The East India Company was the most influential source of historical wealth on what was known as the Middleton Estate before the Botanic Garden was formed. Three Middleton brothers from the Debighshire town of Chirk helped set up the East India Company in 1600 in order to trade in profitable silks and spices, and with the profits built a high-status mansion with ornate gardens and fountains on what is now a grazed pasture in Waun Las National Nature Reserve.
Two hundred years later, William Paxton returned to Britain from being the treasurer of Bengal for the East India Company. With the vast profits acquired, he employed a large team of workers to create what was considered to be one of the finest Regency period landscapes in Britain. During this period the East India Company develop to such an extent that it had seized control of large parts of the Indian subcontinent, and colonised parts of south east Asia, including Hong Kong. The Company effectively created what became the British Empire in Asia.
But not all historians applauded. Leo Tolstoy, writing to a young Mohandas Gandhi1 in 1908 about the East India Company said: ‘A commercial company enslaved a nation comprising two hundred millions. Tell this to a man free from superstition and he will fail to grasp what these words mean.’ US historian Will Durant’s portrait of a corporation running amok, “overrunning with fire and sword a country temporarily disordered and helpless, bribing and murdering, annexing and stealing”, profoundly shocked its readers in 19302.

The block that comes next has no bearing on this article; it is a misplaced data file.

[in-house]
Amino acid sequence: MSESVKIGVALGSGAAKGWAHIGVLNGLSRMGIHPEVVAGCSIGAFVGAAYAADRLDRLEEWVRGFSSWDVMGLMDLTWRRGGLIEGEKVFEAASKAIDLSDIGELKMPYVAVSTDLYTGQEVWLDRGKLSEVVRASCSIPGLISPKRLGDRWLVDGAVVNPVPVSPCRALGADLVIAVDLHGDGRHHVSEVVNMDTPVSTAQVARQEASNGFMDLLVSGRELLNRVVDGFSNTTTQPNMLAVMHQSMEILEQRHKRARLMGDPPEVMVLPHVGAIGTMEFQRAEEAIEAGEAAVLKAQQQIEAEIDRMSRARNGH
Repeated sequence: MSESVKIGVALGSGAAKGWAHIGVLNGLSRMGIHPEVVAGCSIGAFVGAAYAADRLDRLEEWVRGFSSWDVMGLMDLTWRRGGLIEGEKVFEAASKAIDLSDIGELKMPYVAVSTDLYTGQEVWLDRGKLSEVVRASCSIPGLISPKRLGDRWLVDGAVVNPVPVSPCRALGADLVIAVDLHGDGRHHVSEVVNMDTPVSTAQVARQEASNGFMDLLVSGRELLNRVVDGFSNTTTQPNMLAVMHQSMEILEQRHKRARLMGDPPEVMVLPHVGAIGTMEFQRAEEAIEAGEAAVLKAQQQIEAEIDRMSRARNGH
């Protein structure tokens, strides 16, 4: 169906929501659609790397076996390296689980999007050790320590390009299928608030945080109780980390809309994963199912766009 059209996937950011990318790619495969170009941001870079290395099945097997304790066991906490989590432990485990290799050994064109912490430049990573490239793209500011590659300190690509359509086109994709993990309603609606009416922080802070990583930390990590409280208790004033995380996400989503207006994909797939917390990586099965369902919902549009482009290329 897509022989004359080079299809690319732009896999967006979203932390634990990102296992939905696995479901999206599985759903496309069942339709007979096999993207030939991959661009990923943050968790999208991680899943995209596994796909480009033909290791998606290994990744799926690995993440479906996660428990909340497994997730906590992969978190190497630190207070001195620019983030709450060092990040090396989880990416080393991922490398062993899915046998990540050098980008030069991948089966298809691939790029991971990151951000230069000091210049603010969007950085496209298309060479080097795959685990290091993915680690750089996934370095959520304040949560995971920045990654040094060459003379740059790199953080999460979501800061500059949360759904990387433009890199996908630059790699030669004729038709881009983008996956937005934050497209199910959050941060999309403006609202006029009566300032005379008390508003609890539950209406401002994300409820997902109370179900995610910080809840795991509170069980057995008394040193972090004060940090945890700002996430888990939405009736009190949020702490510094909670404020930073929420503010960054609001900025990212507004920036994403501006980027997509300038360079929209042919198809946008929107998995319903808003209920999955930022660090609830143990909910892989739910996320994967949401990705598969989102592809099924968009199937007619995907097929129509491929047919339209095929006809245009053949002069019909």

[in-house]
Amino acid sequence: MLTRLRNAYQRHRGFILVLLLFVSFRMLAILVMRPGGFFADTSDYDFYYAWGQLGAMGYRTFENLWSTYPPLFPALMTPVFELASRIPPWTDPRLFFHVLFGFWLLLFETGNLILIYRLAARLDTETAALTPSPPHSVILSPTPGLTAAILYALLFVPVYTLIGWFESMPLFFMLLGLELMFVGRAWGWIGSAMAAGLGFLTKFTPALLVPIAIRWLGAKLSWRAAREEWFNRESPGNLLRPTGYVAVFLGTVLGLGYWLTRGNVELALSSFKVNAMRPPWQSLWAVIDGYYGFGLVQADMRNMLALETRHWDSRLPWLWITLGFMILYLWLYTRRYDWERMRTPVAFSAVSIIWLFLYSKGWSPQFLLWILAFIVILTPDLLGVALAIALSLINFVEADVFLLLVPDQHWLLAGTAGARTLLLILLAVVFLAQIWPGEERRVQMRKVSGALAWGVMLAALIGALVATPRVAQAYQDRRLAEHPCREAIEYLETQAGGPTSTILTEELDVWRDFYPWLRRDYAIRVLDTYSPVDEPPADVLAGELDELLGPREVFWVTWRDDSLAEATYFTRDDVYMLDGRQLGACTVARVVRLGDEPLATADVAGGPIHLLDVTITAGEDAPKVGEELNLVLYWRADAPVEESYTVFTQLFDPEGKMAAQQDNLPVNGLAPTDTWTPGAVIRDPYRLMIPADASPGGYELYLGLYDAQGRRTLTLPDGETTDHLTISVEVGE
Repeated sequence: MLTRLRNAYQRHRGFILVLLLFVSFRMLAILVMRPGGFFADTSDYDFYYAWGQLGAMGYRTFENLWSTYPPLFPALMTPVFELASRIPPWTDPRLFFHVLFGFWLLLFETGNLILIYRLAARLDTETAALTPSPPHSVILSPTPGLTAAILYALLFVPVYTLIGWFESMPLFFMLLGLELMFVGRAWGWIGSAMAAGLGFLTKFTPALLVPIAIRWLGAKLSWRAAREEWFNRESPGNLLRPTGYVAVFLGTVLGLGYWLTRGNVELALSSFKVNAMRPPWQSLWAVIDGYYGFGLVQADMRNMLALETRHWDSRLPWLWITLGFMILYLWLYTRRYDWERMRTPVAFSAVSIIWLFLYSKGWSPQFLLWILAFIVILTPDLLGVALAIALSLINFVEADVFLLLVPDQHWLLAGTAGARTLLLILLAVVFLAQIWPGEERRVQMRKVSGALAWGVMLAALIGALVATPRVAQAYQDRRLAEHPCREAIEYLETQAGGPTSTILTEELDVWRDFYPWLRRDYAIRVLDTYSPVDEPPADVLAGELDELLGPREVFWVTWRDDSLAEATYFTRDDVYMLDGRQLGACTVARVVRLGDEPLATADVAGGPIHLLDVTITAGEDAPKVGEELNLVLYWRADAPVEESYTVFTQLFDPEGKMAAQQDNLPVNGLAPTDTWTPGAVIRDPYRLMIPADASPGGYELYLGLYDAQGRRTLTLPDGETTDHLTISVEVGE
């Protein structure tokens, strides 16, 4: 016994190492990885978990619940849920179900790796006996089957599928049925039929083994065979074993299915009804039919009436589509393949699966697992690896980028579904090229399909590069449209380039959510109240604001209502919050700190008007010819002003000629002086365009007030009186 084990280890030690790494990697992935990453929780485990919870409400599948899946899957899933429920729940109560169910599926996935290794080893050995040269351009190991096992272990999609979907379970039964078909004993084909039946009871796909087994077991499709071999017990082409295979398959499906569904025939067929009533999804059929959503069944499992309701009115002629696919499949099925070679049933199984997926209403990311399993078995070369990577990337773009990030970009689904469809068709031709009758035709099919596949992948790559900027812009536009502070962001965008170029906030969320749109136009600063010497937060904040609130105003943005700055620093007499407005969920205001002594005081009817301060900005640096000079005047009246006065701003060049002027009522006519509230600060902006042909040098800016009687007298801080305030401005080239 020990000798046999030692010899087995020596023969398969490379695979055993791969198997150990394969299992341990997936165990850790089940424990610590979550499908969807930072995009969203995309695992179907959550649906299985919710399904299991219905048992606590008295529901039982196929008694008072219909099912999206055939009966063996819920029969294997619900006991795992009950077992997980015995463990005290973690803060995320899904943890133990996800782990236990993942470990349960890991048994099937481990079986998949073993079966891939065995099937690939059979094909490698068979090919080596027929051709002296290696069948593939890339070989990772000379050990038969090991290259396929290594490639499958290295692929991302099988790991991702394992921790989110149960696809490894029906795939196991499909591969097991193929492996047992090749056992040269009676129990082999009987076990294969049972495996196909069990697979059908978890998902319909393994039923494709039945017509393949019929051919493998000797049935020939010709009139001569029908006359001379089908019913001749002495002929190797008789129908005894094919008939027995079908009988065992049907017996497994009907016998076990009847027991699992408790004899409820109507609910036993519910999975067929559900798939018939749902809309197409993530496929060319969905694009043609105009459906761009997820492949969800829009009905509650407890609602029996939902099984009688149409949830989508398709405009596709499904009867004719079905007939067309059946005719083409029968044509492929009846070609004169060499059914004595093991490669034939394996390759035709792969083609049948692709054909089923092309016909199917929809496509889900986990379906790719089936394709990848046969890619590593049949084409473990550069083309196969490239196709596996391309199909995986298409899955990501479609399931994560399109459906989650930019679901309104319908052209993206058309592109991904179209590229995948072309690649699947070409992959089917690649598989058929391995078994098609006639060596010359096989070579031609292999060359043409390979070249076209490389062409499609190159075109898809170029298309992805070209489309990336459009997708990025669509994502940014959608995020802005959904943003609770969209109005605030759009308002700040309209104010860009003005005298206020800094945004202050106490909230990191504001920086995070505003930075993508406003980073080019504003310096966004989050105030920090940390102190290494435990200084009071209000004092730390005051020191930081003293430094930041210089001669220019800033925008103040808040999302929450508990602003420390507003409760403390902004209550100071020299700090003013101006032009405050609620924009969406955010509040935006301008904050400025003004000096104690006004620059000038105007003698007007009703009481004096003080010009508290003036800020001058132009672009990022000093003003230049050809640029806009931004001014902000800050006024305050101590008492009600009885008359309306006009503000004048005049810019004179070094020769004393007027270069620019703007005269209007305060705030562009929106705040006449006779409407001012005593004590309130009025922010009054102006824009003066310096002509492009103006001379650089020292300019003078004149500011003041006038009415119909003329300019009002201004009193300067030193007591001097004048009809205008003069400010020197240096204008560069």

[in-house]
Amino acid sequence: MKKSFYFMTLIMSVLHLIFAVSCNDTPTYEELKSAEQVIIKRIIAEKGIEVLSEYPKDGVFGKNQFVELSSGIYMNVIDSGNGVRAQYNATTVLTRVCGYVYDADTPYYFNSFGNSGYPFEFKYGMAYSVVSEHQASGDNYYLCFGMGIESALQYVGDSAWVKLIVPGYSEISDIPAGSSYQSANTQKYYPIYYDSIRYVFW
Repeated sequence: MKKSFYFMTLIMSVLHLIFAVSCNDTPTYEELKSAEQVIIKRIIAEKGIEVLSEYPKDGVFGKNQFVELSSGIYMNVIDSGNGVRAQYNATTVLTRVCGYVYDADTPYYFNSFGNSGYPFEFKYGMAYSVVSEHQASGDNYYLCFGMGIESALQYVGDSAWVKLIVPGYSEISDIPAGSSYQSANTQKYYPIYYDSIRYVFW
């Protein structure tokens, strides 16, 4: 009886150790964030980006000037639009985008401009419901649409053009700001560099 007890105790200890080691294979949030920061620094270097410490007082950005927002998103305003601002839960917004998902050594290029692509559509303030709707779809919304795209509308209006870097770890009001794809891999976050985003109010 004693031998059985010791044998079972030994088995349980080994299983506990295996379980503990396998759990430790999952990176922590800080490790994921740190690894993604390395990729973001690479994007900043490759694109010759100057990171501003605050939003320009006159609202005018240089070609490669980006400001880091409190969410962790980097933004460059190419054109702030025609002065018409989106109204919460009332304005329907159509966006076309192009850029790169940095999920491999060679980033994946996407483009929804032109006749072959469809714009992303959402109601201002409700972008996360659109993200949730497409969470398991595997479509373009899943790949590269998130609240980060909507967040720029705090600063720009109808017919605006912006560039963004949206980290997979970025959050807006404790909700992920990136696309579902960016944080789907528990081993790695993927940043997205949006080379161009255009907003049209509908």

So how should we view the wealth accrued by William Paxton? Some accounts of his life suggest that he made his money through hard work, taking risks and being a skilled businessman. But it was only in 2019, through the work of the Botanic Garden’s volunteer historian group, that we learnt of how Paxton’s Agency House financed Governor-General Richard Wellesley in the war against Tipu Sultan of Mysore in 1798-1799. This conflict dramatically increased the territory of the East India Company. We also know that Paxton used this estate to show off to gain greater social standing and spent a small fortune trying to bribe or influence the electorate of Carmarthenshire to make him their MP. Author William Dalrymple3 has recently shown how East India Company men like Robert Clive used the looted money from India to buy both MPs and British parliamentary seats. The Parliament backed the Company with state power because many MPs were shareholders of the EIC and any action against the company would have affected their personal wealth.